Poor attendance could mean the demise of consolation games at some high-school state basketball tournaments, possibly as early as next season, according to Mike Colbrese.
Colbrese, the executive director of the Washington Interscholastic Activities Association, said the WIAA Executive Board will discuss possible changes to the tournament formats at next Thursday’s monthly meeting.
“One of their goals has been state-tournament formats, to review those, particularly in basketball,” Colbrese said Thursday via phone from Indianapolis, where he is attending a National Federation State High School Association conference. “It falls on the heels of state tournaments in basketball and seeing what you’ve seen for quite a while, that we’re just not seeing attendance at the consolation bracket.”
Colbrese said he didn’t have attendance figures for the consolation games on hand, but said they are available and added, “We’ve taken a few pictures of the crowd, and we don’t need a wide-angle lens.”
He said Washington is the only state in the country with a 16-team, modified double-elimination tournament, which covers four days.
“Is our academic mission of some of our schools being fortified, or is there a better way to run a state tournament and still get a fanfare and make people feel good about the product that we have,” Colbrese said.
He said attendance figures would be used “to determine what might be a better format if there is a more intriguing format.”
But Colbrese said he didn’t know what format that might be. A regional concept, which was used back in the mid-1970s and ’80s, has been discussed the past couple of years, he said, along with the possibility of bring fewer teams to state and/or single-elimination.
Potentially, changes could come as early as the 2011 tournaments, “but it’s way too early” to know, according to Colbrese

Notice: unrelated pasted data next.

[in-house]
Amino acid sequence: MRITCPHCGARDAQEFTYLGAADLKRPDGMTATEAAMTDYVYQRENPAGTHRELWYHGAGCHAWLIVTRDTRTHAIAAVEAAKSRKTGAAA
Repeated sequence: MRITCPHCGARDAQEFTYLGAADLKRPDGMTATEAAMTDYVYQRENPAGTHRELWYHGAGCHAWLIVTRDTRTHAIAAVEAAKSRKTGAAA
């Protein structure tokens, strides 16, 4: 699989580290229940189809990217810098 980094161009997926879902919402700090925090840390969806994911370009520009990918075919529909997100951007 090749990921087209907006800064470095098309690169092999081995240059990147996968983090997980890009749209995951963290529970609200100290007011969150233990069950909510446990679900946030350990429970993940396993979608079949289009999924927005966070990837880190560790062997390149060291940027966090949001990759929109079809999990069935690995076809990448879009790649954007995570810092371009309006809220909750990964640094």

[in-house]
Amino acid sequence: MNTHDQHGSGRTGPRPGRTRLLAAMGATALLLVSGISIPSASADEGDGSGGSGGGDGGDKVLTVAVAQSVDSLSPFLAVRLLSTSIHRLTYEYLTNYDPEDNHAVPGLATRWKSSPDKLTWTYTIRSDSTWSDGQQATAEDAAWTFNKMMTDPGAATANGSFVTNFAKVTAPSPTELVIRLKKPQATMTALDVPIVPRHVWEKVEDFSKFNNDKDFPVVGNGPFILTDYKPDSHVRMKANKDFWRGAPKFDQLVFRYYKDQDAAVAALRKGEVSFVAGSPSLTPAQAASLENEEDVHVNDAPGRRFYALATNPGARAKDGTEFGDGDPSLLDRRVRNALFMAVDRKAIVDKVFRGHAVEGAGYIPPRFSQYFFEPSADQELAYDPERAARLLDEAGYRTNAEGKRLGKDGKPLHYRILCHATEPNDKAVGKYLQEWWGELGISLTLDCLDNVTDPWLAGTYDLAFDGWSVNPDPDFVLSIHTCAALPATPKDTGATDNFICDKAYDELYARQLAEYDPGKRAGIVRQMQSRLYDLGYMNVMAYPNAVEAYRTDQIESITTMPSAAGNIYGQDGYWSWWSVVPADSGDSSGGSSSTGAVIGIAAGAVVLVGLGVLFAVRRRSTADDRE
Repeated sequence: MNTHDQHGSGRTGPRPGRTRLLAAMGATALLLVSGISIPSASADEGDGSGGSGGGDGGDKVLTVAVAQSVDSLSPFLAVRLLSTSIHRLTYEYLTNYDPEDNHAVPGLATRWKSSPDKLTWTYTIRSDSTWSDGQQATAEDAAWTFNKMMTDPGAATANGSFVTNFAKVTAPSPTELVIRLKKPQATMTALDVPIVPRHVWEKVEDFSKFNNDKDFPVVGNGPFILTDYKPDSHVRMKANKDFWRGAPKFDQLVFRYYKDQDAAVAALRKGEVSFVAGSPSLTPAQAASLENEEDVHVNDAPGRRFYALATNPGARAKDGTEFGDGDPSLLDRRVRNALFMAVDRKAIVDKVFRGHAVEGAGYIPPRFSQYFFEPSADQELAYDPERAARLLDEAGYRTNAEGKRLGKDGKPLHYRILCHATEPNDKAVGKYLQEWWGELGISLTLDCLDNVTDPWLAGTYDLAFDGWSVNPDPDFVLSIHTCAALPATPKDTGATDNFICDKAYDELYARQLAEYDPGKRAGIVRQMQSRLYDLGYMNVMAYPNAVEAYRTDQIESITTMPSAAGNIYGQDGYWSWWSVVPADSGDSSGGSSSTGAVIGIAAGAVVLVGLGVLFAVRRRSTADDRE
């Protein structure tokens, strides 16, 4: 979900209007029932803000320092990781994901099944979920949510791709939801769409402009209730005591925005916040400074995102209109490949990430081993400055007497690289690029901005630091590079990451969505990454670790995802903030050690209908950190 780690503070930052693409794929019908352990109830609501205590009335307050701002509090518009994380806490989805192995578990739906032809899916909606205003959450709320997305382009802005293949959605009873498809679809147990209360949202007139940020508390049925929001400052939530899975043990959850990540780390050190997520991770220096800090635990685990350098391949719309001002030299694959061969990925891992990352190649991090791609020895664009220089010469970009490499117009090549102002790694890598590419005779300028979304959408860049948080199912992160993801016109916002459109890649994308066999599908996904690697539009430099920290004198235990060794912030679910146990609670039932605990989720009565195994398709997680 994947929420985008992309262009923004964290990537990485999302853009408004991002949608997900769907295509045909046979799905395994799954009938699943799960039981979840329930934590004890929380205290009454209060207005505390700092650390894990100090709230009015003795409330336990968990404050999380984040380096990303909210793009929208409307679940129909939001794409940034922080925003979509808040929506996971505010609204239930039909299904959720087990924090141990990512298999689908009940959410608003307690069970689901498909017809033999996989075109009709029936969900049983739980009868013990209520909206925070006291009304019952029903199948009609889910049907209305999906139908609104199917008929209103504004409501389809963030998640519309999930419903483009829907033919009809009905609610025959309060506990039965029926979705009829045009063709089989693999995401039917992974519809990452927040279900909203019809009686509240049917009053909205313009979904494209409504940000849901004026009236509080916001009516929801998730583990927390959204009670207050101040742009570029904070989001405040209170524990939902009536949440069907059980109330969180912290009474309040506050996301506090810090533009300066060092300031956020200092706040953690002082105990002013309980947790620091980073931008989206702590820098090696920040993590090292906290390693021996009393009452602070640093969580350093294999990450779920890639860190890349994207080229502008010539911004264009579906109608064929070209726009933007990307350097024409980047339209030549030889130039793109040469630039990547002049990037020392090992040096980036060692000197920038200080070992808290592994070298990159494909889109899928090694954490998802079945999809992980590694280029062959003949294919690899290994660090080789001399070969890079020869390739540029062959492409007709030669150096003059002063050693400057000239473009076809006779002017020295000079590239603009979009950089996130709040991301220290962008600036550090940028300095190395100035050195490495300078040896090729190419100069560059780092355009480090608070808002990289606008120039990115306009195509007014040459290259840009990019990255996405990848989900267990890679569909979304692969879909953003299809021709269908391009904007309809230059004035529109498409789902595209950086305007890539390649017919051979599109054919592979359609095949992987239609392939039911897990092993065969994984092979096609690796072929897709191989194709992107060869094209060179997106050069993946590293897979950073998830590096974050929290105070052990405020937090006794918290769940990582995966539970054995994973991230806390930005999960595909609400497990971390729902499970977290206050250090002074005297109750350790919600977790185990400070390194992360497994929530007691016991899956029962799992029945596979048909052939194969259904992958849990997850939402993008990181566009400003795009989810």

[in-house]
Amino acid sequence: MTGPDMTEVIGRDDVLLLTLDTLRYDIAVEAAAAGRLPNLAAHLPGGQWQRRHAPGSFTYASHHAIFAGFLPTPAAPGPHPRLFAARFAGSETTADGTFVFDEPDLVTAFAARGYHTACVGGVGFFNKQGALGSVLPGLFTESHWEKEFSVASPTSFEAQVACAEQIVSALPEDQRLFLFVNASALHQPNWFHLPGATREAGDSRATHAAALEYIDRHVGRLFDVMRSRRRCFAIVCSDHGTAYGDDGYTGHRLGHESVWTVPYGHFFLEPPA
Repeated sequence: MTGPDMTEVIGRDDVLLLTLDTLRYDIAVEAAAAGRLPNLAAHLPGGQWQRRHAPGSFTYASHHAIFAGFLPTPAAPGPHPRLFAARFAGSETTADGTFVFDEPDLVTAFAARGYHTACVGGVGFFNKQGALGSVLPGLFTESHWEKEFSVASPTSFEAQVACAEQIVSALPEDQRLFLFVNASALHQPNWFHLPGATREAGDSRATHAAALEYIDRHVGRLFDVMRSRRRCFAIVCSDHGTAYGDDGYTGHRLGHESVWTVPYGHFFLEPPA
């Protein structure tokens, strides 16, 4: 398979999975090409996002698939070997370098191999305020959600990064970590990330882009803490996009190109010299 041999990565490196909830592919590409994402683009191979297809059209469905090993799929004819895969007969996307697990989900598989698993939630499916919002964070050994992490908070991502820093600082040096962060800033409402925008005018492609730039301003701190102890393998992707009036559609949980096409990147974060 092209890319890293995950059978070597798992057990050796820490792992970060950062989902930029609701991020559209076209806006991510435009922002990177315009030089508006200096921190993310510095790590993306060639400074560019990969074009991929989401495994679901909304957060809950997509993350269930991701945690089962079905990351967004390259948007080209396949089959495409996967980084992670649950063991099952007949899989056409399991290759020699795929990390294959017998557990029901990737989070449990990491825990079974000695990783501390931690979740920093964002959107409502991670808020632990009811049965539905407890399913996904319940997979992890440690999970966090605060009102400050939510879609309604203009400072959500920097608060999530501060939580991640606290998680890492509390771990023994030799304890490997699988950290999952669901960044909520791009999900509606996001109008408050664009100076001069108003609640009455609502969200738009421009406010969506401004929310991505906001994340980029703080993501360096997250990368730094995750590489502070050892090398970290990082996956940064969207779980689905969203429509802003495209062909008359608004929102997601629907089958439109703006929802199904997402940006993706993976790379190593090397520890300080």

“I have no idea what to anticipate,” he said.
The Executive Board, comprised of 13 members, is not expected to address changes to the 16-team softball and volleyball tournaments, Colbrese said, because they are not four-day events like basketball, where teams play only one game per day.
“It’s not really anything more than a basketball issue at this point,” he said.
Changes in basketball might not be made in all classifications either.
“It might be only a 3A/4A issue or a 3A/4A, 1A/2A issue,” Colbrese said, noting that the Class B tournaments generally have better attendance throughout.
Colbrese said coaches generally oppose single-elimination tournaments, “because they think there is a valuable experience about playing two games at the state tournament, particularly if they have a younger squad, and fans love tradition, love to keep that 16-team tradition, and you get some people who say, ‘You know, we’re going to be at the state tournament anyway, why would we travel over there to just play one game or fewer days?'”
The Executive Board has a number of agenda items and likely will meet well into the evening, according to Colbrese. He plans to discuss any action at the Representative Assembly meeting the following day, April 23.
Other items of interest on the Board agenda are possible changes in sites for the first round of state football and soccer games as well as draw criteria, and possible sites for the 4A/3A/2A 2010 state volleyball tournaments. Colbrese said the 1A/2B/1B tournaments will be in Yakima again this fall, but that the Board will be looking at both Kennewick and Everett for the other three.